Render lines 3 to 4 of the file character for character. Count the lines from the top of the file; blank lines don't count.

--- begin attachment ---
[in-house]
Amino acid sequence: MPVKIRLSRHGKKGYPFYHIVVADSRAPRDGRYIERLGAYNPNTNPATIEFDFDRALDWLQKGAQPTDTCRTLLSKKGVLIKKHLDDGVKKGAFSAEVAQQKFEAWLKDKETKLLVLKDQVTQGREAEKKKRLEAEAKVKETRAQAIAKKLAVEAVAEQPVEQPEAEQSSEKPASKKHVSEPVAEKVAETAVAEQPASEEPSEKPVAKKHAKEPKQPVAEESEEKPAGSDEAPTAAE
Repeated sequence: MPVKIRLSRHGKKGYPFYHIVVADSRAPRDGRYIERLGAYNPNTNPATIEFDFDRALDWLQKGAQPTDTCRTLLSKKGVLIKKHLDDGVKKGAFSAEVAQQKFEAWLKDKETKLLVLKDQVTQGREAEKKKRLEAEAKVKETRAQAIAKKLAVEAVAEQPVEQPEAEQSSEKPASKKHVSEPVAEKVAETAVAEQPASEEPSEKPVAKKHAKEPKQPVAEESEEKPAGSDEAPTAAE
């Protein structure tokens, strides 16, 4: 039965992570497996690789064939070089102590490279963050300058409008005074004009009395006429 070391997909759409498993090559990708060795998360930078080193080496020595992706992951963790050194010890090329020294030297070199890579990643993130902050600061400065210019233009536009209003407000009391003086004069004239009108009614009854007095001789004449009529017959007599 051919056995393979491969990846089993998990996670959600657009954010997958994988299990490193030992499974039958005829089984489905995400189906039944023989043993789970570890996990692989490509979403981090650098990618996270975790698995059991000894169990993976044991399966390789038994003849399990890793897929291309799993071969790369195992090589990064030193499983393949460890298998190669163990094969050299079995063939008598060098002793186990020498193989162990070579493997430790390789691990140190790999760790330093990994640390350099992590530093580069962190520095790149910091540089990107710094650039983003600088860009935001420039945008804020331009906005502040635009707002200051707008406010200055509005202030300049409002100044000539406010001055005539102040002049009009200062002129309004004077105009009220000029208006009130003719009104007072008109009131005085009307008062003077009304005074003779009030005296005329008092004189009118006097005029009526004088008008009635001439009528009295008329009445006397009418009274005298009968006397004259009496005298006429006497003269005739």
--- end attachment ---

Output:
Repeated sequence: MPVKIRLSRHGKKGYPFYHIVVADSRAPRDGRYIERLGAYNPNTNPATIEFDFDRALDWLQKGAQPTDTCRTLLSKKGVLIKKHLDDGVKKGAFSAEVAQQKFEAWLKDKETKLLVLKDQVTQGREAEKKKRLEAEAKVKETRAQAIAKKLAVEAVAEQPVEQPEAEQSSEKPASKKHVSEPVAEKVAETAVAEQPASEEPSEKPVAKKHAKEPKQPVAEESEEKPAGSDEAPTAAE
């Protein structure tokens, strides 16, 4: 039965992570497996690789064939070089102590490279963050300058409008005074004009009395006429 070391997909759409498993090559990708060795998360930078080193080496020595992706992951963790050194010890090329020294030297070199890579990643993130902050600061400065210019233009536009209003407000009391003086004069004239009108009614009854007095001789004449009529017959007599 051919056995393979491969990846089993998990996670959600657009954010997958994988299990490193030992499974039958005829089984489905995400189906039944023989043993789970570890996990692989490509979403981090650098990618996270975790698995059991000894169990993976044991399966390789038994003849399990890793897929291309799993071969790369195992090589990064030193499983393949460890298998190669163990094969050299079995063939008598060098002793186990020498193989162990070579493997430790390789691990140190790999760790330093990994640390350099992590530093580069962190520095790149910091540089990107710094650039983003600088860009935001420039945008804020331009906005502040635009707002200051707008406010200055509005202030300049409002100044000539406010001055005539102040002049009009200062002129309004004077105009009220000029208006009130003719009104007072008109009131005085009307008062003077009304005074003779009030005296005329008092004189009118006097005029009526004088008008009635001439009528009295008329009445006397009418009274005298009968006397004259009496005298006429006497003269005739």